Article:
When Is The Right Time To Build An App For Your Business?

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Saturday, 9.30pm

Sheffield, U.K.

As far as the customer is concerned, the interface is the product. – Jef Raskin

Dragging kids around the city centre and doing shopping is one of the less enjoyable things to do in the world.

Bored kids find inventive ways to act out – causing mayhem of one kind or another, especially when they’re also hungry.

Which is why we headed to a large chain restaurant, where we knew we would get cheap food made from plastic that would probably come quickly – and found a table.

And then, when it was time to order, we used an app.

And it worked perfectly.

Minutes later, the drinks arrived and the food shortly after that, and everything was good with the world.

Normally, I try and take off all the apps on my phone that want to distract me – email is out, social media is banned and whatsap is on mute with no notifications.

Anything that wants to try and interrupt me has to be eliminated.

But, there are times when I want something – a takeaway, a taxi or to order food.

There are certain types of choices that are simple to make – this kind of food from that place, take me from here to there and I want this and that off the menu.

If you look around you’ll see apps and interfaces taking the place of call centers and waiters to help you with those choices.

And they work well, when what you want is simple and can be set up as a menu.

At that point the waiter is no longer required.

The point at which you need someone to get involved is when things start to get complicated or need personalisation.

Like when you need help understanding what something means or does, or if you want to make unusual modifications to your order or you need a customised version that has your kid’s name and favourite character.

The point at which applications start to suffer is when they have to deal with lots of variety.

They are good with things that stay the same but start to struggle when something different happens.

Now, you might argue that you can deal with a different situation by creating a rule – something that helps improve the ability of the system to deal with variety.

This shows up as the option on some menus to change ingredients or the text box at the end of your takeaway order that lets you give instructions to the driver to come round to the side entrance.

But at some point things cross over – where the overhead of dealing with customisation results in a deterioration in the quality of service.

For example, we went to a climbing facility recently that had a ridiculously long, web based, legal disclaimer form.

It took so long to finish that the kids were out of sight and could quite easily have gotten themselves into trouble.

If something bad had happened, all those words wouldn’t have really helped with their liability – they would have closed down anyway if a serious incident happened just because of the negative news effect.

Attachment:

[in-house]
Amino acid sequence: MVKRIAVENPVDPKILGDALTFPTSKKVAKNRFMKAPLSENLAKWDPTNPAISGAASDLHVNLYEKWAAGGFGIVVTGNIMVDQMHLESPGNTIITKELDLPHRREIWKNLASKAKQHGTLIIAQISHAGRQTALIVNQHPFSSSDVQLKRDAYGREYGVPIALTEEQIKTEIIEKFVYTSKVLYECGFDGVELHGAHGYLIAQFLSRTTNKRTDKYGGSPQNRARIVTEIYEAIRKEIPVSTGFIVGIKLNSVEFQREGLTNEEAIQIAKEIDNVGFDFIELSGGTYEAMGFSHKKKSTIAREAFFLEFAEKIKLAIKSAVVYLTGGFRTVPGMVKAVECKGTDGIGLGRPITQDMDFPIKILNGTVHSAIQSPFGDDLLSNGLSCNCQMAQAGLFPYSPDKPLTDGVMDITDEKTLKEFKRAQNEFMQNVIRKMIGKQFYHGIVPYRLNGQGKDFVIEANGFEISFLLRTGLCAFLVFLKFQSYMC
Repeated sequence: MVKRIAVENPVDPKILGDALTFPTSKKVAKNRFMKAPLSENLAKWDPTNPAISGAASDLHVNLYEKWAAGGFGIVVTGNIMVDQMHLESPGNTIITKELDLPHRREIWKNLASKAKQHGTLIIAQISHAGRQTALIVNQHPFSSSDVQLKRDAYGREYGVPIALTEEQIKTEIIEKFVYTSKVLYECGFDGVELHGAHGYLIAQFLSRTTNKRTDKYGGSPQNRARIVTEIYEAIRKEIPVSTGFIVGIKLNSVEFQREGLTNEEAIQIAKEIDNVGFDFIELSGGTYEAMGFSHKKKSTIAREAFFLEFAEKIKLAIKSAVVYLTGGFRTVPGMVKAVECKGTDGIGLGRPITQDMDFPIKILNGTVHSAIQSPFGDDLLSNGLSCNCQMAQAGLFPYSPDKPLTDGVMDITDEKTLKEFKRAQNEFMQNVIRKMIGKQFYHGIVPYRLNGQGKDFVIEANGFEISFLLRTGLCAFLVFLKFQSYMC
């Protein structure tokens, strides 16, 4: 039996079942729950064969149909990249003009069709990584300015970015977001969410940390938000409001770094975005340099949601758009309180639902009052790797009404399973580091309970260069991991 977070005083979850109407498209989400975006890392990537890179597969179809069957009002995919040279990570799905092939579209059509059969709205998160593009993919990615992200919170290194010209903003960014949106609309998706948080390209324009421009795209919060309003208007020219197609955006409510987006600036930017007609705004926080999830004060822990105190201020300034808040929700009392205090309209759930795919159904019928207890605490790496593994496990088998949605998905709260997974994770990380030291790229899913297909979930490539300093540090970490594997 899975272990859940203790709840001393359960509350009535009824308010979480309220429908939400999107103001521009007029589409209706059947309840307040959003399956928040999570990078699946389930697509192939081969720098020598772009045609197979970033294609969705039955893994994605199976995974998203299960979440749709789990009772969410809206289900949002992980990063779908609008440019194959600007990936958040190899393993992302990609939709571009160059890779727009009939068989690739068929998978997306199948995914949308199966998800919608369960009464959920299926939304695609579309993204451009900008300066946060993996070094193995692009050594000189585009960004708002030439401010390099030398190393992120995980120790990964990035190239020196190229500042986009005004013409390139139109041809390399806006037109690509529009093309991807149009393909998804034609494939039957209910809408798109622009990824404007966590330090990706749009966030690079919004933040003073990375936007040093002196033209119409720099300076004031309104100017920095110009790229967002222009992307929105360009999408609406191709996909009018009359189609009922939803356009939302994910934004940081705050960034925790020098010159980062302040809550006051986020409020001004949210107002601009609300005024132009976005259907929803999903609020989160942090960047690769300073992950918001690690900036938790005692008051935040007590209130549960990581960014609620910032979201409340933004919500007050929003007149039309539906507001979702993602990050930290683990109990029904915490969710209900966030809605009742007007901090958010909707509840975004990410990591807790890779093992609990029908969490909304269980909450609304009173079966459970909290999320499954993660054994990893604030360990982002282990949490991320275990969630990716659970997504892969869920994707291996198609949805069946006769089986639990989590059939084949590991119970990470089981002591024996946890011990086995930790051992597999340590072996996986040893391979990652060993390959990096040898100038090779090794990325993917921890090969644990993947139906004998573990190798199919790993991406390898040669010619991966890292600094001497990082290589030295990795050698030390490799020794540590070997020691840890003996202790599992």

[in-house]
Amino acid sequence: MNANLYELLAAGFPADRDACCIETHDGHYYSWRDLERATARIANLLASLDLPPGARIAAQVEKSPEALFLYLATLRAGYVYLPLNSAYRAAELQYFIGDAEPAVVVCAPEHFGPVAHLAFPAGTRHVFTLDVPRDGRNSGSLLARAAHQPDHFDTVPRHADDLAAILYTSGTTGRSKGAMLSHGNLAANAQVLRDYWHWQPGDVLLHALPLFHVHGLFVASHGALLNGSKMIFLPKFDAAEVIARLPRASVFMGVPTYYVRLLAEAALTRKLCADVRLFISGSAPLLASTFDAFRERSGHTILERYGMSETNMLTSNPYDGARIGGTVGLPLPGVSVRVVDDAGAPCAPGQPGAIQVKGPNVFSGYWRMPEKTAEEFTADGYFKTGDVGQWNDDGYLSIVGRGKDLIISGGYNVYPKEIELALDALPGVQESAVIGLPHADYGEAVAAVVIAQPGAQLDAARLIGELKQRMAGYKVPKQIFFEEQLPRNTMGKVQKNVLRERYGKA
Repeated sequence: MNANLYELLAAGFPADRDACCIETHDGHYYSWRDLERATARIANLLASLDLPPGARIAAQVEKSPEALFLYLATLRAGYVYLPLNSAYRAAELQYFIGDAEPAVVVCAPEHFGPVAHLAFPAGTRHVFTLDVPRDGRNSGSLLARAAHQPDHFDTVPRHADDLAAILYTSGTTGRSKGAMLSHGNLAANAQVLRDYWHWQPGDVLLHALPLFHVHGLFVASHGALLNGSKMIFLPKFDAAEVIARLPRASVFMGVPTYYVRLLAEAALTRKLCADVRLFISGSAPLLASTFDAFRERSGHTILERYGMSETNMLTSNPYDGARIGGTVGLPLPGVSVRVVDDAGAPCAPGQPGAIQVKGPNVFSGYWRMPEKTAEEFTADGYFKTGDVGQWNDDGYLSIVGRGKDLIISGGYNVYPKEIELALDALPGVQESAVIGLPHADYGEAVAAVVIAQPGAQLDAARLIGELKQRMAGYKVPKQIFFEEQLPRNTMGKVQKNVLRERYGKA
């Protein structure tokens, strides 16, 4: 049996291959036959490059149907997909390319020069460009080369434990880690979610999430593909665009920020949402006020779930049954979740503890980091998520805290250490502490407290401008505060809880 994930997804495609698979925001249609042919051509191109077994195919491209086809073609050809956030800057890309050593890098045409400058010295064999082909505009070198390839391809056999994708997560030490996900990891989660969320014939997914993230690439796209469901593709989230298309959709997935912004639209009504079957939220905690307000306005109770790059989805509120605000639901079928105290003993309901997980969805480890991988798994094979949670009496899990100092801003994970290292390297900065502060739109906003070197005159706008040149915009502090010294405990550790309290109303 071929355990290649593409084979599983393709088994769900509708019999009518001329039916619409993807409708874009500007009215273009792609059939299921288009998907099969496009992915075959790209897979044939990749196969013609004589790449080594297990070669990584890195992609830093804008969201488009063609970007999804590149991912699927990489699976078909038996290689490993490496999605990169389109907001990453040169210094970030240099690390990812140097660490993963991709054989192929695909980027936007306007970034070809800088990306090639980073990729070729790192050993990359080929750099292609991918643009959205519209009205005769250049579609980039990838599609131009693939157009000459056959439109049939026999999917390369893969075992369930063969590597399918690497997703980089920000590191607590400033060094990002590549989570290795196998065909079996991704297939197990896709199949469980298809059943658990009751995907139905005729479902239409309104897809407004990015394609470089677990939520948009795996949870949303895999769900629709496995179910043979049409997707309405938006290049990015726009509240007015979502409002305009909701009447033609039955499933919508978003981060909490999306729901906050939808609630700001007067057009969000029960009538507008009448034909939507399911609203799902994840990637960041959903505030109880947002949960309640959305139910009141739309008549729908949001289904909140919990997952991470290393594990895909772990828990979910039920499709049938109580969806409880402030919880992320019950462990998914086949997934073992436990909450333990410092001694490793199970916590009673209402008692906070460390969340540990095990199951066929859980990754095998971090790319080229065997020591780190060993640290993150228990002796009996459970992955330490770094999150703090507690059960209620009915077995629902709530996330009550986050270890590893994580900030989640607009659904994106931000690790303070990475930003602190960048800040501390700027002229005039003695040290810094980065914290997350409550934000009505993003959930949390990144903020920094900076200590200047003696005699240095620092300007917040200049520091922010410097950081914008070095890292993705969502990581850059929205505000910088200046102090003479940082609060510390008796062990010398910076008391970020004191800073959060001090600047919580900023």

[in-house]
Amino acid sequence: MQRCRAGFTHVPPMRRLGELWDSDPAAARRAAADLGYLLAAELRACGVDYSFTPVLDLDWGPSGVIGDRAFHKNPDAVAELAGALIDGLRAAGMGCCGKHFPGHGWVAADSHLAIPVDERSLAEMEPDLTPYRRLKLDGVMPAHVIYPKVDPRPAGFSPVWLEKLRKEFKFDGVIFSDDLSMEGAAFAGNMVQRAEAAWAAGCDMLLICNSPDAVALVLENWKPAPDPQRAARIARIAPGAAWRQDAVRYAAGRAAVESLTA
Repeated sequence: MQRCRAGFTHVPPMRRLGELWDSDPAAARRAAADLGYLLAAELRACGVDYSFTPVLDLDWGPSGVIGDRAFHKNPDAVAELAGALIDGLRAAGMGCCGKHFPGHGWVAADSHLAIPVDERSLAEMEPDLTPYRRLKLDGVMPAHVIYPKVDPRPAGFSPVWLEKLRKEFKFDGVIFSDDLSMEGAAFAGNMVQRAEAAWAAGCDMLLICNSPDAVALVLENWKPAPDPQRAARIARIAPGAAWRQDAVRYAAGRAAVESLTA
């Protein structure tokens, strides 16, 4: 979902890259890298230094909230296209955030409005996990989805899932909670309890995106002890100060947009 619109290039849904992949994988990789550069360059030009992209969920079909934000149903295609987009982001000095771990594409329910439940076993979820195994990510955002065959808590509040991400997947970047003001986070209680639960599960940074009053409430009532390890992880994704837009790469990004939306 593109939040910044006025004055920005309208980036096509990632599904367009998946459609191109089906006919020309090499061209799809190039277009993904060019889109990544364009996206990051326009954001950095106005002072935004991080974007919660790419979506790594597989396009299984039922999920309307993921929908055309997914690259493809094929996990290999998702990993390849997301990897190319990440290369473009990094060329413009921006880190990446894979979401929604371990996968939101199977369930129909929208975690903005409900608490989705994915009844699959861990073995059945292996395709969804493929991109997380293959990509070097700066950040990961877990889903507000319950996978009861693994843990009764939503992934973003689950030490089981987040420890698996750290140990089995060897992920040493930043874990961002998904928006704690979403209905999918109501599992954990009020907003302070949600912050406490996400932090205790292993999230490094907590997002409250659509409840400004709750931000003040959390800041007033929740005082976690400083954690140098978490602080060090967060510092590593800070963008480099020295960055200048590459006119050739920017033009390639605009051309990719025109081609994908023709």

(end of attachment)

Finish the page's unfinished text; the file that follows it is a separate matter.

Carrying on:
What they should have done was have a short form and get someone from the team to carefully explain how to be safe in the facility instead of hiding behind a legal shield made of cobwebs.

In one case the app or web interface made ordering easy and life easy.

The other case made getting started hard and customers irritated.

The point about going digital is this – the reason you’re doing it is to improve the customer’s experience.

So first you need to do everything to just do better work.

Make better food, create a better climbing environment and operate newer and cleaner taxis.

Then, look at the things people have problems with and redesign your operations to get rid of them by working better – through training staff to spot those issues and removing processes that don’t add value.

And where there is a high degree of variation – where customers are unsure or want a lot of customisation, personalisation or changes – put a real person in front of them, one who knows what they are doing to help them get what they need.

As the quote that starts this post says the interface is the product. In some cases that interface has to be human – and we should start by trying to make it as pleasant an experience as possible.

And then when you’re left with nothing else you can do to improve your service then look at how digital systems can make your customer’s lives easier.

This is what John Seddon calls an IT last approach.

A good rule is to only put digital systems in when customers start saying to you “Do we really need to talk to you to get what we want?”

That’s when you give them the ability to order from you through an app or online.

Cheers,

Karthik Suresh

p.s. Thank you for the feedback and likes on my recent posts.

There will be radio silence for ten days or so as we go off the grid for the summer holidays but the posts will resume after that.

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